Start and Grow
FrontFundr’s Jill Earthy uses her entrepreneurial drive to bring more women investors into the venture capital world
It’s hard keeping up with Jill Earthy. Positively fizzing over lunch, the 44-year-old is just back from working for two weeks in Whistler, across Alberta and in Ottawa at the Governor General’s Canadian Leadership Conference, the intensive invitation-only meeting of leaders from business, labour and government. Assigned to a group looking at how Alberta can move away from the oilsands, she describes the June event as “an amazing social experiment, getting four hours of sleep and exposed to so many different stakeholders.”
Named one of B.C.’s 35 most influential women last year by this magazine, Earthy is chief growth officer at Vancouver-based FrontFundr Inc., an online platform that connects entrepreneurs with investors across the country. Previously she owned and sold two national businesses and led the charge at two non-profits for entrepreneurs as CEO of the Forum of Women Entrepreneurs (2007-12) and director of Futurpreneur Canada for B.C. and Yukon until 2015.
“As my husband says, I’m never satisfied,” Earthy admits with a laugh while picking at a goat cheese salad at Provence Marinaside restaurant, around the corner from her Yaletown offices. “And that’s OK. At this point in my career, I know I’m an initiator—I like to start things, transition projects in a positive way and then pass it on.” Although she clearly has antennae for moving on (“I feel antsy, a feeling that there’s something more I can do”), she stresses that there’s plenty to keep her at FrontFundr.
The firm, which has closed 13 deals, is now working with five companies seeking capital and another 25 in due diligence. Earthy—unsurprisingly as a champion of myriad women-in-business organizations—sees female investors as vital. She’s involved with groups like the Raise Collective, an effort to engage more women in the investment world, and the Web Alliance, a collective of more than 25 women’s business networks in B.C.
“As a new investor myself, I felt I needed to be handheld even though I felt I was fairly comfortable with finance,” she recalls, pointing out she wants to break down any blocks women have about investments. Touting the “collaborative, transparent and accessible” approach at FrontFundr, which has 16 staff members, she believes it appeals to nascent female and millennial investors as well as seasoned backers of both sexes. “We are changing how investments are done and creating a new model,” says Earthy, who joined in 2015.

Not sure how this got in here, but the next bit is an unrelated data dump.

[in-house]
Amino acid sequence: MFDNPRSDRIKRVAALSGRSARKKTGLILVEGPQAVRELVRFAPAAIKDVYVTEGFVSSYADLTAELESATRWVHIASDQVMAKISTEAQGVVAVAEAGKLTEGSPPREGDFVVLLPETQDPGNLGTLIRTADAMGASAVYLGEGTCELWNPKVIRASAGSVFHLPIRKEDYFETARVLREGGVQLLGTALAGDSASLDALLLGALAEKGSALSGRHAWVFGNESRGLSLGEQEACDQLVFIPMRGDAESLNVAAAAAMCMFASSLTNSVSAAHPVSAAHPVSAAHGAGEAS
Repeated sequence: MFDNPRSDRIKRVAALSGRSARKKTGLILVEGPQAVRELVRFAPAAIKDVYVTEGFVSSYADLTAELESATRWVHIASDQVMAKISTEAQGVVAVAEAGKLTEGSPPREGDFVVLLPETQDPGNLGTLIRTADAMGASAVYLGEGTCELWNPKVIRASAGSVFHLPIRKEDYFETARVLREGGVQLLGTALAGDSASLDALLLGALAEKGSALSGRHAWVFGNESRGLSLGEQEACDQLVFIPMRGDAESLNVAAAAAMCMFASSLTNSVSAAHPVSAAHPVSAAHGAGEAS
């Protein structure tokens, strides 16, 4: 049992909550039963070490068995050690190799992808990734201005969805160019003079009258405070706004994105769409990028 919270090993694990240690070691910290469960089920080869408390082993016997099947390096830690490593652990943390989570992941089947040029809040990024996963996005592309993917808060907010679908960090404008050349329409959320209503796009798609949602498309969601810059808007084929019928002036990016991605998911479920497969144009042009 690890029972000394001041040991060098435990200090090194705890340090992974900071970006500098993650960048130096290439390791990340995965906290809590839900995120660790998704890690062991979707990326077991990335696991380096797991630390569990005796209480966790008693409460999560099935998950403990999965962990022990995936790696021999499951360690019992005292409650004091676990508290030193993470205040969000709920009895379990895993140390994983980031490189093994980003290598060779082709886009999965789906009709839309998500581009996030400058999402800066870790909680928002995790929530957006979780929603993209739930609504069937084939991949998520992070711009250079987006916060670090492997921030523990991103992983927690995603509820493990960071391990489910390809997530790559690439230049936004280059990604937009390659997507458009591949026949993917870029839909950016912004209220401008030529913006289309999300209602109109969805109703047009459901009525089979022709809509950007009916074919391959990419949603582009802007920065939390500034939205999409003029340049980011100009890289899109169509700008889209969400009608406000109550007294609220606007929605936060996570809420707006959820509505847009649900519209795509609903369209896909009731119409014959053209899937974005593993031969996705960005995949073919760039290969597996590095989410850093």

She ponders the possible differences between the sexes and their approach to seeking venture capital. Citing the statistic that far fewer women than men access such financing—only about 2 per cent of VC dollars in the U.S. went to them in 2016, according to data provider PitchBook—she believes one reason is that women don’t ask for money. “They want the right type of investment from values-aligned investors and tend to build more sustainable companies over a longer period of time,” Earthy says, adding that studies show investing in female-led ventures results in better returns. “We have to change our definition of success.”
Kerrisdale-raised Earthy has always focused on entrepreneurship, making it a key part of her MBA studies at UVic in the late 1990s. There she also met her husband, Cameron Dustin, who manages operations engineering services for Federal Express Canada Corp. (The East Vancouver couple have two soccer-obsessed daughters, aged 10 and 13.) In 2000, she co-founded Frontline Staff Inc., a national staffing company in Toronto, selling it two years later to Nasco Staffing Solutions Inc., where she was a director until 2007. Her second business, sold in 2011, was Momcafé Network Inc., which supports working mothers through professional networking.
It’s a dynamic resumé that, according to Earthy, smacks of her desire to never be bored.
THREE THINGS ABOUT… JILL EARTHY1. Earthy has a BA in psychology from Western University, where her undergraduate thesis involved studying how eye size influences what others think of us: “Bigger eyes mean people perceive you to be more trustworthy and honest,” she says. It was published in the Journal of Psychology.
2. A keen jogger, she recently ran her first half marathon, and once a week she has to hike in the North Shore Mountains. “It’s a gift to be able to go there–and it’s what makes me sane, although I do enjoy wine, too,” she adds with a smile.
3. Earthy has travelled all over Asia. Her wish list includes hiking Machu Picchu in Peru and spending at least three months touring Spain and Italy.